On Thursday, December 12, the British electorate voted in what will likely become one of the most important elections in modern United Kingdom history. They voted overwhelmingly for Conservative Prime Minister Boris Johnson, giving his party an 80-seat parliamentary majority.
During a referendum in June 2016, 51.9% of British voters voted to leave the European Union, a process known as “Brexit.” The vote was later criticized because there was no plan for Brexit, so people didn’t actually know what they were voting for. On Thursday, the people decided again that they want to leave the European Union, and are putting their faith in Boris Johnson to make a good plan or leave with “no-deal.”
Former Prime Minister Theresa May sent three versions of an EU withdrawal agreement that were all rejected by the House of Commons. She resigned in July, leaving Boris Johnson to come up with a new plan. He couldn’t get Parliament to approve his Brexit deal, so he called for a snap election to elect a new government to hopefully make negotiating easier.
With all 650 seats in the House of Commons being in contest, Thursday’s election resulted in a landslide victory for the Conservative party with an 80-seat majority. The result means Johnson is still the Prime Minister, and responsible for the UK leaving the European Union by January 31, 2020. Johnson will use his now large majority to get his Brexit deal passed so he can meet his deadline. It’s highly likely he will be able to go ahead with Brexit.
The opposition Labour Party, with Jeremy Corbyn at the top, wanted to renegotiate the agreement to separate the UK from the EU, but leave a close relationship, rather than “no-deal.” They would then hold a referendum like the first one in June 2016, with a stay-or-leave question. If the Labour Party got a majority in the election, Corbyn would have become the Prime Minister. While unpopular Boris Johnson was at minus 12 in the YouGov approval rating polling, Corbyn was at negative 40. Corbyn says he will step down following his defeat in the election.
The EU government in Brussels warns that a comprehensive trade deal cannot be agreed on before Johnson’s proposed trade deadline of December 2020, and makes a dangerous “no-deal” more likely. Johnson said he will redraft a withdrawal agreement with a “Canada-style” free trade agreement where the UK won’t have to listen to EU rules on trade. Roughly half of the UK’s trade is with the EU, compared to under a fifth with America. If the UK and the EU are unable to create a trade deal, they will revert to international standard World Trade Organization terms. Meaning high tariffs, quotas, and regulatory checks, creating disruption to supply chains and economies on both sides. The United States may actually become a bigger trade partner while a trade deal is negotiated.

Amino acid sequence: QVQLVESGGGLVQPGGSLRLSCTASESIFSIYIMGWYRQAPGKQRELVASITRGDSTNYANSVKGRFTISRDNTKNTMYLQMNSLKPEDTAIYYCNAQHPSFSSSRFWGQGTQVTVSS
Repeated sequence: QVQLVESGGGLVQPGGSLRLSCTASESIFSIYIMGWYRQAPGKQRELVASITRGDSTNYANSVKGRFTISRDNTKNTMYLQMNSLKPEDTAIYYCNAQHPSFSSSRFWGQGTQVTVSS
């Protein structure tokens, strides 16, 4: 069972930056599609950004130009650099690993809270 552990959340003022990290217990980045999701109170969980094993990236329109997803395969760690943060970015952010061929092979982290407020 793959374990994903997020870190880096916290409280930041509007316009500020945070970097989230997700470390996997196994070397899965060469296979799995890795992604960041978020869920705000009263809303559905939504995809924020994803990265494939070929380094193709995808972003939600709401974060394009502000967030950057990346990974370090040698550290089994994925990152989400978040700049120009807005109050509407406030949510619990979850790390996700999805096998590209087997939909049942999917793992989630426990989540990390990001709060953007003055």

Besides problems across the English Channel, Johnson also has internal problems incoming. The Scottish National Party has won 48 of the country’s 59 seats in Parliament. The head of the Scottish government, First Minister Nicola Sturgeon said Thursday, “There is a mandate now to offer the people of Scotland the choice over our own future,” and said that Boris Johnson cannot take Scotland out of the European Union. (The United Kingdom is known as a “country of countries” where the countries England, Scotland, Wales, and Northern Ireland are united.) Scotland initially voted 62% to remain, and the recent general election makes it even more clear that a majority of Scottish people want to remain in the EU. Scotland may vote for independence in a referendum from the UK so they can join the EU.
It’s also been hypothesized by some that Brexit may eventually lead to Irish reunification after border issues have come up between Northern Ireland and EU member Ireland. While Johnson is likely going be successful in getting the UK out of the European Union, he may also be responsible for the end of the United Kingdom, which has kept Scotland and England together since 1707.